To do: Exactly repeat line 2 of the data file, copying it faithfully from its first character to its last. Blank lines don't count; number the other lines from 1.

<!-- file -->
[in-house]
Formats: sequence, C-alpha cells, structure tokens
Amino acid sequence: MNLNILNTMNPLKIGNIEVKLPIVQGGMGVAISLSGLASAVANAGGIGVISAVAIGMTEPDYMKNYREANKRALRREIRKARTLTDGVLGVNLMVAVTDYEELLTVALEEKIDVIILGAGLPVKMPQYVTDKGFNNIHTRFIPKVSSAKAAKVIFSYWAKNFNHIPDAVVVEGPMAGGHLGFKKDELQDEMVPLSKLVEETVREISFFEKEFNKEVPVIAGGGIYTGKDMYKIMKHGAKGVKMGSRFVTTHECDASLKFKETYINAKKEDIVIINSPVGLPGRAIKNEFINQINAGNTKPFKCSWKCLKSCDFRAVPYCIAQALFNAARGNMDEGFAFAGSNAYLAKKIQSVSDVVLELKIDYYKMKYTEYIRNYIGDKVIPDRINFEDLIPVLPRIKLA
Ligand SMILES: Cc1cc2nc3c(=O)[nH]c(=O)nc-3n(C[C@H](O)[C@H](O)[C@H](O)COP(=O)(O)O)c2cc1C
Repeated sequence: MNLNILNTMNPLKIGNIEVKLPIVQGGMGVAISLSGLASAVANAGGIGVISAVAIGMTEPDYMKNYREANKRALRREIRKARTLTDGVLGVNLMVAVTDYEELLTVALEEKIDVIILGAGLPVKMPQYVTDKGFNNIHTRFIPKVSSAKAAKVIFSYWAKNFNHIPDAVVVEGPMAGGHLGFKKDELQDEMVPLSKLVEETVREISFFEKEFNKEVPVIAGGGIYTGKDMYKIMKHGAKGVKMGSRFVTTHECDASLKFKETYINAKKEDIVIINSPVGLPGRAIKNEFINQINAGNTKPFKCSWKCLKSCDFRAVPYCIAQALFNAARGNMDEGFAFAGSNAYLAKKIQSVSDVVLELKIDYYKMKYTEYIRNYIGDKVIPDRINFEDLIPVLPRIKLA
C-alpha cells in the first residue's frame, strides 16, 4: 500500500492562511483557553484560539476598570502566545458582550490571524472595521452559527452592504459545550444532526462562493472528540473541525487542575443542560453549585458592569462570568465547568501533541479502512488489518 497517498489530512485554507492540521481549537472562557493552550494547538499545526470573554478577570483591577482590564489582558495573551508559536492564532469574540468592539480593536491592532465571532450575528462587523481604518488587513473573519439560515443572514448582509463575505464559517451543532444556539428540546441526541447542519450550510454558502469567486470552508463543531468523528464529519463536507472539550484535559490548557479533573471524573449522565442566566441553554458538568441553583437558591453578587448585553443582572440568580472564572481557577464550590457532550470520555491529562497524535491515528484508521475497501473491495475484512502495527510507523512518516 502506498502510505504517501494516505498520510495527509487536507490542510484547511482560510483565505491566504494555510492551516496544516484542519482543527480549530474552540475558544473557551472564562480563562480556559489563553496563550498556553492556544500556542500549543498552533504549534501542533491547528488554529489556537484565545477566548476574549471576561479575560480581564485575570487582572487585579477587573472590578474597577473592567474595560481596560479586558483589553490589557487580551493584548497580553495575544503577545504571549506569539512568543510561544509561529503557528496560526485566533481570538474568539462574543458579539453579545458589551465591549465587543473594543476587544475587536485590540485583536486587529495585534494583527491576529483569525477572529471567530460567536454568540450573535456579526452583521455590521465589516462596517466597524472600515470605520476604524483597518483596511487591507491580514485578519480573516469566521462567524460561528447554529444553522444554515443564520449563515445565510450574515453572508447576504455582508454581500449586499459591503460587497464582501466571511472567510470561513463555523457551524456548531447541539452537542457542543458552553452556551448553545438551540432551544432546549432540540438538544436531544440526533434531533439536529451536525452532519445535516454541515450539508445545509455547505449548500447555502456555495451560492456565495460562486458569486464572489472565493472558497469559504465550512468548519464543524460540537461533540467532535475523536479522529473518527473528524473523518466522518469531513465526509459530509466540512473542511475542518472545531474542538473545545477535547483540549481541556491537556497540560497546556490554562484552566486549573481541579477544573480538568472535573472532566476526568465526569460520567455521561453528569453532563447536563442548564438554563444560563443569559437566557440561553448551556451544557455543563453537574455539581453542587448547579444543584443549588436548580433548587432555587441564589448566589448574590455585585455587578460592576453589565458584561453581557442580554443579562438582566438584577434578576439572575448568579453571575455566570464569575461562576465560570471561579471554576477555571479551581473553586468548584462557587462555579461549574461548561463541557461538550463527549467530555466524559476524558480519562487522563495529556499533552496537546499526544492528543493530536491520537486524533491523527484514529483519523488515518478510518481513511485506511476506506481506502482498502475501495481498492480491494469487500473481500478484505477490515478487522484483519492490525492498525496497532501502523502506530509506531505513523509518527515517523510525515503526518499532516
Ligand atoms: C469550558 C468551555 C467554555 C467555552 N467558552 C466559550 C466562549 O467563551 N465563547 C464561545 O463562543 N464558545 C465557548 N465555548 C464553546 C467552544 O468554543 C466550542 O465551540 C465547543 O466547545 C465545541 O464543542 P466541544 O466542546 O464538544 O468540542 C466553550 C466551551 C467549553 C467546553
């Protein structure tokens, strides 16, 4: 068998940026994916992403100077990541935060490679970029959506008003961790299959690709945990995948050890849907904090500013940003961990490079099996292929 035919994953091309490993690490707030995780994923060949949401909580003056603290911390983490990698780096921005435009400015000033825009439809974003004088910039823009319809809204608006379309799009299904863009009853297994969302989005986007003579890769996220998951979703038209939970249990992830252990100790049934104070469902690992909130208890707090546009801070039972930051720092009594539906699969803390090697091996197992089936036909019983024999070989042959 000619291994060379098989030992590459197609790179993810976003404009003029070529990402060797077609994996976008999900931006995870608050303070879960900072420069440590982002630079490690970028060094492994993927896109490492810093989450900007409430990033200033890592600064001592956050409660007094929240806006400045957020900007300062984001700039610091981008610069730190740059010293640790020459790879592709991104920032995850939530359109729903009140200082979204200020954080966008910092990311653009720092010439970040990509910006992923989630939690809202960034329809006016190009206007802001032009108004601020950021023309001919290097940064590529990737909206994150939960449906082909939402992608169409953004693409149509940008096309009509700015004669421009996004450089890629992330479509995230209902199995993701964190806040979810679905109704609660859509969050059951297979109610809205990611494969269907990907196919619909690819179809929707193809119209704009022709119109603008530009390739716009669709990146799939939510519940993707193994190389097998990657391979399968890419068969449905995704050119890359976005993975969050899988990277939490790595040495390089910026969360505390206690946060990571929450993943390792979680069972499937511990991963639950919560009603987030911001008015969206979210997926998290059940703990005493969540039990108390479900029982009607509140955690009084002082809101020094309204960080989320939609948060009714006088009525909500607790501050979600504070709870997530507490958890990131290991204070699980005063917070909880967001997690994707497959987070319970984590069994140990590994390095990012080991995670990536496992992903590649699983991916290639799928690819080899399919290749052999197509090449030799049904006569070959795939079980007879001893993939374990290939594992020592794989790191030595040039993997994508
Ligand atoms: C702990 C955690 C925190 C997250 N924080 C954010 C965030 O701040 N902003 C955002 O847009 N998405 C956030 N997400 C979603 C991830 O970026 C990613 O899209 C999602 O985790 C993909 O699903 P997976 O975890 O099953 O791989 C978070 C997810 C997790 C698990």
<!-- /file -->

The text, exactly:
Formats: sequence, C-alpha cells, structure tokens